Let's Play Planning Poker!
One of the most challenging aspects of any software project is estimation-- determining how long the work will take. It's so difficult, some call it a black art. That's why I highly recommend McConnell's book, Software Estimation: Demystifying the Black Art; it's the definitive work on the topic. Anyone running a software project should own a copy. If you think you don't need this book, take the estimation challenge: how good an estimator are you?
How'd you do? If you're like the rest of us, you suck. At estimating, I mean.
Given the uncertainty and variability around planning, it's completely appropriate that there's a game making the rounds in agile development circles called Planning Poker.
There are even cards for it, which makes it feel a lot more poker-ish in practice. And like poker, the stakes in software development are real money-- although we're usually playing with someone else's money. If you have a distributed team, card games may seem like a cruel joke. But there's a nifty web-based implementation of Planning Poker, too.
Planning Poker is a form of the estimation technique known as Wideband Delphi. Wideband Delphi was created by the RAND corporation in 1968. I assume by Delphi they're referring to the oracle at Delphi. If anything says "we have no clue how long this will take", it's naming your estimation process after ancient, gas-huffing priestesses who offered advice in the form of cryptic riddles. It doesn't exactly inspire confidence, but that's probably a good expectation to set, given the risks of estimation.
Planning Poker isn't quite as high concept as Wideband Delphi, but the process is functionally identical:
- Form a group of no more than 10 estimators and a moderator. The product owner can participate, but cannot be an estimator.
- Each estimator gets a deck of cards: 0, 1, 2, 3, 5, 8, 13, 20, 40, and 100.
- The moderator reads the description of the user story or theme. The product owner answers brief questions from the estimators.
- Every estimator selects an estimate card and places it face down on the table. After all estimates are in, the cards are flipped over.
- If the estimates vary widely, the owners of the high and low estimates discuss the reasons why their estimates are so different. All estimators should participate in the discussion.
- Repeat from step 4 until the estimates converge.
There's nothing magical here; it's the power of group dialog and multiple estimate averaging, delivered in an approachable, fun format.
Planning Poker is a good option, particularly if your current estimation process resembles throwing darts at a printout of a Microsoft Project Gantt chart. But the best estimates you can possibly produce are those based on historical data. Steve McConnell has a whole chapter on this, and here's his point:
If you haven't previously been exposed to the power of historical data, you can be excused for not currently having any data to use for your estimates. But now that you know how valuable historical data is, you don't have any excuse not to collect it. Be sure that when you reread this chapter next year, you're not still saying "I wish I had some historical data!"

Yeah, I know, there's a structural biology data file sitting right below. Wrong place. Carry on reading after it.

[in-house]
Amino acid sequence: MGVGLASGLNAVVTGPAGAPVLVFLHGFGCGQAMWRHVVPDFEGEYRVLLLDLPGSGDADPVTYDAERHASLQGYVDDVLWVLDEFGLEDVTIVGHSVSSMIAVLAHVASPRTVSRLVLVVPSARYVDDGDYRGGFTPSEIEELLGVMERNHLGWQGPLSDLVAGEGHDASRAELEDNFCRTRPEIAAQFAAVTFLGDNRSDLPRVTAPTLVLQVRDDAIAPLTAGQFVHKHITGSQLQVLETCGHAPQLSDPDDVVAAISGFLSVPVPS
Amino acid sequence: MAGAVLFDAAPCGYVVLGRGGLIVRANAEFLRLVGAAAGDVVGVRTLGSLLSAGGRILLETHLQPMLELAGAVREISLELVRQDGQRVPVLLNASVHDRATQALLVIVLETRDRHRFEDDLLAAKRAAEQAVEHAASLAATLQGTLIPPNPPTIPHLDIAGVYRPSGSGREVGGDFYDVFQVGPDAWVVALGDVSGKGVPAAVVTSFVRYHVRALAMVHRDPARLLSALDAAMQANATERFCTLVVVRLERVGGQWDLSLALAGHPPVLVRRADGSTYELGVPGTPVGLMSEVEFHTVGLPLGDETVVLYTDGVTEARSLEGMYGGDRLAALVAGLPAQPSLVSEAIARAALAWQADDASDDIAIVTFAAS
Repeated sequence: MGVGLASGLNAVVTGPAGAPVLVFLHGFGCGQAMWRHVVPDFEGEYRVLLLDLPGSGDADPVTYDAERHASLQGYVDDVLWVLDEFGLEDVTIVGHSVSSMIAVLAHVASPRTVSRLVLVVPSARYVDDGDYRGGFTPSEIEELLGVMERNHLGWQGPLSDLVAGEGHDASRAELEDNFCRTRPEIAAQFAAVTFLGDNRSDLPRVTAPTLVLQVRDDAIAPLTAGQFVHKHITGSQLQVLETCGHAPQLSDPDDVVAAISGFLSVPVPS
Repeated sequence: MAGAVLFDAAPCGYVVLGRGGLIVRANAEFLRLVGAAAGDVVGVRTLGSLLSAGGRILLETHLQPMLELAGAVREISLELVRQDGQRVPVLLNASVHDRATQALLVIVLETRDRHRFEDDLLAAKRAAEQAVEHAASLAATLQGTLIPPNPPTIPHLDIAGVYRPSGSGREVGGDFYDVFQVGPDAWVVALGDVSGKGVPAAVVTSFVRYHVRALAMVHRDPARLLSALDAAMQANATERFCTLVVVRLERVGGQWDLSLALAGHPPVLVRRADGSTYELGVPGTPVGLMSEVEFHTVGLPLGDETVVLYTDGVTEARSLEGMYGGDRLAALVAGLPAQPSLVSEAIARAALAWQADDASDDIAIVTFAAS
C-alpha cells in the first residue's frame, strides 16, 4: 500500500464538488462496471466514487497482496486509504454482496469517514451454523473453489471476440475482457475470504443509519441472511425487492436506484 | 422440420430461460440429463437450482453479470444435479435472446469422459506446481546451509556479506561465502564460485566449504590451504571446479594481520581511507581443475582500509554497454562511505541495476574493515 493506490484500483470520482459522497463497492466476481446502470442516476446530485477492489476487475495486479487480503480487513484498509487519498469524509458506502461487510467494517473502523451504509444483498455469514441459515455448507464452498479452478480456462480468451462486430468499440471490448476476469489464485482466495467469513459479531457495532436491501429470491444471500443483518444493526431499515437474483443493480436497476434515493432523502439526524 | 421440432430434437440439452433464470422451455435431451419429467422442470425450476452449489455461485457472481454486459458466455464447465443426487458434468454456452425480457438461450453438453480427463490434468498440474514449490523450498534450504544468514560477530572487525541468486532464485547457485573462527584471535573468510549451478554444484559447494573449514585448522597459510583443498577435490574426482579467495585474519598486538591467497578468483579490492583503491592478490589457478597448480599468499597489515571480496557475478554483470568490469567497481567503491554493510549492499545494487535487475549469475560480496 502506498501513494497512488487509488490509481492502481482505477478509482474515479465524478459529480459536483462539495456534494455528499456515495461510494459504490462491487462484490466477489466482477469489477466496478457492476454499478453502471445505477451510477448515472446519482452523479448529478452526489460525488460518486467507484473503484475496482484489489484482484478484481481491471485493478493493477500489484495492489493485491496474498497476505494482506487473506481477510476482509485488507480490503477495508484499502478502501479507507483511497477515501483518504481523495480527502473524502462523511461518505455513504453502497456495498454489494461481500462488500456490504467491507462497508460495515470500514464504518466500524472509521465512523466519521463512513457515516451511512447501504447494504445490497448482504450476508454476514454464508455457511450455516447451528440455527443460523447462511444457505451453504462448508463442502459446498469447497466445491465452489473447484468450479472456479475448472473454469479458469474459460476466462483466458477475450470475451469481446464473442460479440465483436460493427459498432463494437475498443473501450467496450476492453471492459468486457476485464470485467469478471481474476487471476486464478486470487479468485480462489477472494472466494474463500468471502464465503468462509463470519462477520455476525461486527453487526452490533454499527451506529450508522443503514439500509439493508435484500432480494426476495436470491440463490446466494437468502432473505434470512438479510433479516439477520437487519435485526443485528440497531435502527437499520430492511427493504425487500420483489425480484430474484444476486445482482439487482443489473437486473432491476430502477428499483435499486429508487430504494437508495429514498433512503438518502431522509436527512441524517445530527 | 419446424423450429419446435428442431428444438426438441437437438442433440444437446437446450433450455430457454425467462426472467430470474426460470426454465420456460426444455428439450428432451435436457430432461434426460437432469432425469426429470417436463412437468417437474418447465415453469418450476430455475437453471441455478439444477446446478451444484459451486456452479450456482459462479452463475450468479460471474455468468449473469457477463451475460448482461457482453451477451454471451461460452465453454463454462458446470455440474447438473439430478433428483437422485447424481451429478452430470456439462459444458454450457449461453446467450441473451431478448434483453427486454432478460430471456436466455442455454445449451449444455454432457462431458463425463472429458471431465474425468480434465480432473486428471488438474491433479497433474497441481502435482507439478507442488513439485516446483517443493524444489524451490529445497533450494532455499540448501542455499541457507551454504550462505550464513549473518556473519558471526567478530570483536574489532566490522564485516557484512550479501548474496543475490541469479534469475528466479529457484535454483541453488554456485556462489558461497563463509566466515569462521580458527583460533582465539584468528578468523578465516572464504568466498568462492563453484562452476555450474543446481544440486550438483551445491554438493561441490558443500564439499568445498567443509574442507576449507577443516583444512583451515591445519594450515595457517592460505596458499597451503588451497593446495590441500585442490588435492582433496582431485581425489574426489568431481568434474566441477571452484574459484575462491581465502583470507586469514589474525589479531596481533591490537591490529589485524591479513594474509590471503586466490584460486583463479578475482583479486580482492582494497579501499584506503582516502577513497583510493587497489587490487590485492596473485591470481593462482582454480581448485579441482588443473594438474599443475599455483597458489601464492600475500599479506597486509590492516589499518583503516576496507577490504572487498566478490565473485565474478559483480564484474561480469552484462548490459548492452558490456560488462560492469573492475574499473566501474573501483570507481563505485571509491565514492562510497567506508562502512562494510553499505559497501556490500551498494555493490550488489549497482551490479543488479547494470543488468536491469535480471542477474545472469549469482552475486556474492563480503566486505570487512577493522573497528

In other words, if you don't have historical data to base your estimates on, begin collecting it as soon as possible. There are tools out there that can help you do this. Consider the latest version of Fogbugz; its marquee feature is evidence-based scheduling. Armed with the right historical evidence, you can..
Predict when your software will ship. Here you can see we have a 74% chance of shipping by December 17th.
Determine which developers are on the critical path. Some developers are better at estimating than others; you can shift critical tasks to developers with a proven track record of meeting their estimates.
See how accurate an estimator you really are. How close are your estimates landing to the actual time the task took?
See your predicted ship dates change over time. We're seeing the 5%, 50%, and 95% estimates on the same graph here. Notice how they converge as development gets further along; this is evidence that the project will eventually complete, and you won't be stuck in some kind of Duke Nukem Forever limbo.
Witness, my friends, the power of historical data on a software project.
The dirty little secret of evidence based scheduling is that collecting this kind of historical data isn't trivial. Garbage in, garbage out. It takes discipline and concerted effort to enter the effort times-- even greatly simplified versions-- and to keep them up to date as you're working on tasks. Fogbugz does its darndest to make this simple, but your team has to buy into the time tracking philosophy for it to work.
You don't have to use Fogbugz. But however you do it, I urge you to begin capturing historical estimation data, if you're not already. It's a tremendous credit to Joel Spolsky that he made this crucial feature the centerpiece of the new Fogbugz. I'm not aware of any other software lifecycle tools that go to such great lengths to help you produce good estimates.
Planning Poker is a reasonable starting point. But the fact that two industry icons, Joel Spolsky and Steve McConnell, are both hammering home the same point isn't a coincidence. Historical estimate data is fundamental to the science of software engineering. Over time, try to reduce your reliance on outright gambling, and begin basing your estimates on real data. Without some kind of institutional estimation memory-- without appreciating the power of historical data-- you're likely to keep repeating the same estimation errors over and over.